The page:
After brief introductions at the Catalina State Park trailhead on Monday, September 18, SaddleBrooke hikers began their trek with the temperature hovering around 70 degrees. The sky was another cloudless Arizona blue. In short order, they crossed one of the many dry washes found in the park during the dry season.
Within the first mile or so, guide Bruce Landeck pointed out one of the more interesting crested saguaros found in the Tucson area. Rather than having the crest formed at the tip of the saguaro arm, this example had grown the crest in the center of the cactus. This photo-op of the crested saguaro gave a great opportunity to take a water break before continuing on to Dripping Springs.
Shortly after leaving the park boundary, hikers veered right toward the Catalinas and the Springs. It was clear that the trail had gotten very overgrown. However, another hike guide, Terry McCarthy, had spent significant time clearing the over-growth. Along the trail, there was ample evidence of McCarthy’s hard work, which prevented hikers from suffering many scratches.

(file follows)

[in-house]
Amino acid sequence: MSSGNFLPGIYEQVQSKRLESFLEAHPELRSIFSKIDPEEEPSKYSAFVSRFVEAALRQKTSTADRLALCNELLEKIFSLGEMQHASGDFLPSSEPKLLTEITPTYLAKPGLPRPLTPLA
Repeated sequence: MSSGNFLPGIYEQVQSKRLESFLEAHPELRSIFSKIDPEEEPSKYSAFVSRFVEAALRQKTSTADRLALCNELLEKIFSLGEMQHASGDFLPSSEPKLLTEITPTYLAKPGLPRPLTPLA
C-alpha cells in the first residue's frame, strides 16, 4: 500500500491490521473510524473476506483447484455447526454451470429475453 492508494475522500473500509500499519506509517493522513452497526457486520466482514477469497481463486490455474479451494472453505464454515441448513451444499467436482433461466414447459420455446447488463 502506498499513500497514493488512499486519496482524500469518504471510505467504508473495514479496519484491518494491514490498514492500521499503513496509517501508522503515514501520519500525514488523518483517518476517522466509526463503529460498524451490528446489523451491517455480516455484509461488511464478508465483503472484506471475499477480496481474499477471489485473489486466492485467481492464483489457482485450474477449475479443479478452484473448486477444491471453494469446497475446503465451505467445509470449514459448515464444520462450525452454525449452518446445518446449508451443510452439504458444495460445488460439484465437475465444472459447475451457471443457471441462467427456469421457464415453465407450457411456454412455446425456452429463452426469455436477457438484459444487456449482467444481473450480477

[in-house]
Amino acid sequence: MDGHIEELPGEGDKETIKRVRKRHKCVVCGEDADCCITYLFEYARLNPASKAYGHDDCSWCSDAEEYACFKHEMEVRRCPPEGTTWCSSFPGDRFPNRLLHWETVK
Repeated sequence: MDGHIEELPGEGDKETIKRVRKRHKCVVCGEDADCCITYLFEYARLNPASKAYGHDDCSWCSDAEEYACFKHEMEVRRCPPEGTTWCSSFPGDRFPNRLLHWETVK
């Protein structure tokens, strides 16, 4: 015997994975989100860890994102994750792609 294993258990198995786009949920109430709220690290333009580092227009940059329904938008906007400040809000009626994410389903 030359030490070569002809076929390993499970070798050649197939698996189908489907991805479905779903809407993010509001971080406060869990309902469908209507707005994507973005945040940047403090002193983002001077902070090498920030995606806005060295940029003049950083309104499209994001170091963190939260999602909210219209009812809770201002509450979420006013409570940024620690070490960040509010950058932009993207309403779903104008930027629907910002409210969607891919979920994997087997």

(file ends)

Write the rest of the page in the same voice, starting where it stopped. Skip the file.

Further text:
Once the group reached Dripping Springs, they stopped for a delightful snack break in the shade at the base of the Catalinas. On the return trip to the trailhead, Landeck pointed out several grinding holes, worn with use by early Native Americans in their food preparation. Archeologists believe that these grinding holes, carved into bedrock, were used to grind mesquite and palo verde beans into flour.